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Road Movies

John Adams , John Novacek , Rolf Hind , Nicolas Hodges , Leila Josefowicz Audio CD
3.5 out of 5 stars  See all reviews (6 customer reviews)

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Amazon Price New from Used from
MP3 Music, 11 Songs, 2005 $9.49  
Audio CD, 2014 $17.92  
Audio CD, 2004 --  

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Songs from this album are available to purchase as MP3s. Click on "Buy MP3" or view the MP3 Album.

Song Title Time Price
listen  1. Road Movies I. Relaxed Groove 4:54$0.99  Buy MP3 
listen  2. Road Movies II. Meditative 5:38$0.99  Buy MP3 
listen  3. Road Movies III. 40% Swing 5:00$0.99  Buy MP3 
listen  4. Hallelujah Junction - 1st Movement 7:09$0.99  Buy MP3 
listen  5. Hallelujah Junction - 2nd Movement 2:35$0.99  Buy MP3 
listen  6. Hallelujah Junction - 3rd Movement 6:44$0.99  Buy MP3 
listen  7. China Gates 4:34$0.99  Buy MP3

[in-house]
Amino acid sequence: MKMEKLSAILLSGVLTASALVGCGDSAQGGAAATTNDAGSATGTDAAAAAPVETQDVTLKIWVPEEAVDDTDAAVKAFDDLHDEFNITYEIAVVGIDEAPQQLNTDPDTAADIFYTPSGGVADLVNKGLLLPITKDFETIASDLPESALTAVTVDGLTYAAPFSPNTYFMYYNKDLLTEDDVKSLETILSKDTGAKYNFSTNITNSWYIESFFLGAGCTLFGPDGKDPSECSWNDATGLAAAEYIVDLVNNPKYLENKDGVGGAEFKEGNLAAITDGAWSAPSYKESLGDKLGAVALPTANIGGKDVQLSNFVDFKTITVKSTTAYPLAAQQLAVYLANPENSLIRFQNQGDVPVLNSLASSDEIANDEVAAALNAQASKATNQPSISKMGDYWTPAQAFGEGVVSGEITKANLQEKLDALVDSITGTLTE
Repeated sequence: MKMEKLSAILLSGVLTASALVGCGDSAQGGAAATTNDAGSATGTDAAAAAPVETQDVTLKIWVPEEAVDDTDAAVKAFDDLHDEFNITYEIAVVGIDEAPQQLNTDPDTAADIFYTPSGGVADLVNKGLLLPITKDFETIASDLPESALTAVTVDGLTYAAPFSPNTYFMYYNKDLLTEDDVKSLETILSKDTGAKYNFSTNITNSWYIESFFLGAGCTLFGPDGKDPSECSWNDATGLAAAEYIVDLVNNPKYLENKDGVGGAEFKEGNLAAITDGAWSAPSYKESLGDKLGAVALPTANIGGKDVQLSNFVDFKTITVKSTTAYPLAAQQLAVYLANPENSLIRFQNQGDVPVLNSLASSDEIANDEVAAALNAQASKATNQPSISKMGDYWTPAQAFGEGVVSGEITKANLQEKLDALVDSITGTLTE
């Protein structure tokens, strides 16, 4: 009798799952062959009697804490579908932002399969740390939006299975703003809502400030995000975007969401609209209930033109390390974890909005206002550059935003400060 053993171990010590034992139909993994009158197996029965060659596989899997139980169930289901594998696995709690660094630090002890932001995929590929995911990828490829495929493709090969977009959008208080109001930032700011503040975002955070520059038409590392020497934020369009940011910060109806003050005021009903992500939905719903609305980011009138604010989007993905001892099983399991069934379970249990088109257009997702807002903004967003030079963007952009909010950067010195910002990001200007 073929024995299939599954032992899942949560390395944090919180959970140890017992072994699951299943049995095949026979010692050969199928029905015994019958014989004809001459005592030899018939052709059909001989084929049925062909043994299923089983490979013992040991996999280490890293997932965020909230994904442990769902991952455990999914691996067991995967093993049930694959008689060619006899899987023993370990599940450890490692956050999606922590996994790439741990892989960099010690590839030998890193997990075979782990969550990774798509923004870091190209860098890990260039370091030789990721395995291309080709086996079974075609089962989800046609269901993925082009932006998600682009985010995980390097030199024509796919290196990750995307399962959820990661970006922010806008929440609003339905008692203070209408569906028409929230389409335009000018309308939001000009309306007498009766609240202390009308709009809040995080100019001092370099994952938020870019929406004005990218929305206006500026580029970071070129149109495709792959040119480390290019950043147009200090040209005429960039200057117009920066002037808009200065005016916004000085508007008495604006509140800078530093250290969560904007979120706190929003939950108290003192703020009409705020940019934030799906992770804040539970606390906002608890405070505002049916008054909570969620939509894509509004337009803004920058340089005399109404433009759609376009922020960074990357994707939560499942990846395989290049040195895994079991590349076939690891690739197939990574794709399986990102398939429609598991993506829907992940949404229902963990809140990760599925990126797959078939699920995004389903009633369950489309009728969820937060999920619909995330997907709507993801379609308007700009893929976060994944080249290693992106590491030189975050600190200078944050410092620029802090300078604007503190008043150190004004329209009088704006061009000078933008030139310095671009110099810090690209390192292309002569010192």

listen  8. American Berserk 6:08$0.99  Buy MP3 
listen  9. Phrygian Gates, Part 114:22Album Only
listen10. Phrygian Gates, Part 2 (A System Of Weights And Measures) 3:24$0.99  Buy MP3 
listen11. Phrygian Gates, Part 3 7:29$0.99  Buy MP3 

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Road Movies + John Adams: The Dharma at Big Sur/My Father Knew Charles Ives
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Product Details

  • Performer: John Novacek, Rolf Hind, Nicolas Hodges, Leila Josefowicz
  • Composer: John Adams
  • Audio CD (May 4, 2004)
  • SPARS Code: DDD
  • Number of Discs: 1
  • Label: Nonesuch
  • ASIN: B0001XAO66
  • Average Customer Review: 3.5 out of 5 stars  See all reviews (6 customer reviews)
  • Amazon Best Sellers Rank: #269,068 in Music (See Top 100 in Music)

Editorial Reviews